Standards

Program standards define quality and practice expectations for the field and learning standards establish expectations for what children should know and be able to do. 

Policy Choices

  • Developmentally, linguistically, and culturally appropriate early learning standards that reflect the major domains of development (social-emotional, physical, cognitive, and language) and foundational skill areas (literacy, math, science, social studies, and the arts)
  • Alignment of early learning and K-12 standards across the major domains of development and foundational skill areas
  • Core competencies for professionals tied to standards and desired outcomes
  • Implementation of standards through teacher preparation, training, curricula and assessment, with review of results for vulnerable children
  • Quality Rating and Improvement Systems (QRIS) that are financed to advance programs to higher quality ratings and improved child outcomes
  • Development and use of program quality and practice standards for family support providers

Research

Facts about Standards 

  • Many states have developed a statewide quality rating and improvement system to define, measure, monitor, and promote high-quality child care in homes, centers, or school-based settings. [i]
  • Quality standards vary across states but usually include measures of professional development or the qualifications of teachers and caregivers, the quality of the learning environment, and family engagement efforts.
  • Core knowledge or competency standards establish a set of personal characteristics and attributes that support effective job performance for early childhood and early elementary educators, caretakers, and practitioners who work with young children.[ii] Learning standards or guidelines articulate what children should know and do at all stages of development.[iii]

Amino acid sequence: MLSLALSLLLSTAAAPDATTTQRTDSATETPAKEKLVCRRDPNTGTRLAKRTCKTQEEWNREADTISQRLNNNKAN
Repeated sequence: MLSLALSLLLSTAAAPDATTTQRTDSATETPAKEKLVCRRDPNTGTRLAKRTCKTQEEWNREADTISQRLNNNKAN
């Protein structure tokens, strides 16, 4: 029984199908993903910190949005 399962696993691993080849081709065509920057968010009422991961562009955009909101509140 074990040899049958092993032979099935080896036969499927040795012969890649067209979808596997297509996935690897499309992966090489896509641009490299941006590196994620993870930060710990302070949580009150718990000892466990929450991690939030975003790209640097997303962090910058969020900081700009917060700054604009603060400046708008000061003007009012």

• These standards and guidelines typically address cognitive skills (language, reading, math, science), and foundational skills (social skills, behavioral control, motivation, problem solving) because both are essential for success in school and in life.

Citations

[i] Tout, K., Starr, R., Soli, M., Moodie, S., Kirby, G., & Boller, K. (2010). The child care Quality Rating System (QRS) Assessment: Compendium of Quality Rating Systems (OPRE Report). Washington, DC: U.S. Department of Health and Human Services, Administration for Children and Families, Office of Planning, Research and Evaluation. Available at http://www.acf.hhs.gov/sites/default/files/opre/qrs_compendium_final.pdf
[ii] Zaslow, M., & Martinez-Beck, I. (2005). Critical issues in early childhood professional development. Baltimore, MD: Brookes Publishing Company.
[iii] Scott-Little, C., Kagan, S.L., & Frelow, V.S. (2006). Conceptualization of readiness and the content of early learning standards: The intersection of policy and research? Early Childhood Research Quarterly, 21, 153-173.
[iii] Good Start, Grow Smart Interagency Workgroup. (2006). Good Start, Grow Smart: A guide to Good Start, Grow Smart and other federal early learning initiatives. Washington, DC: U.S. Department of Education.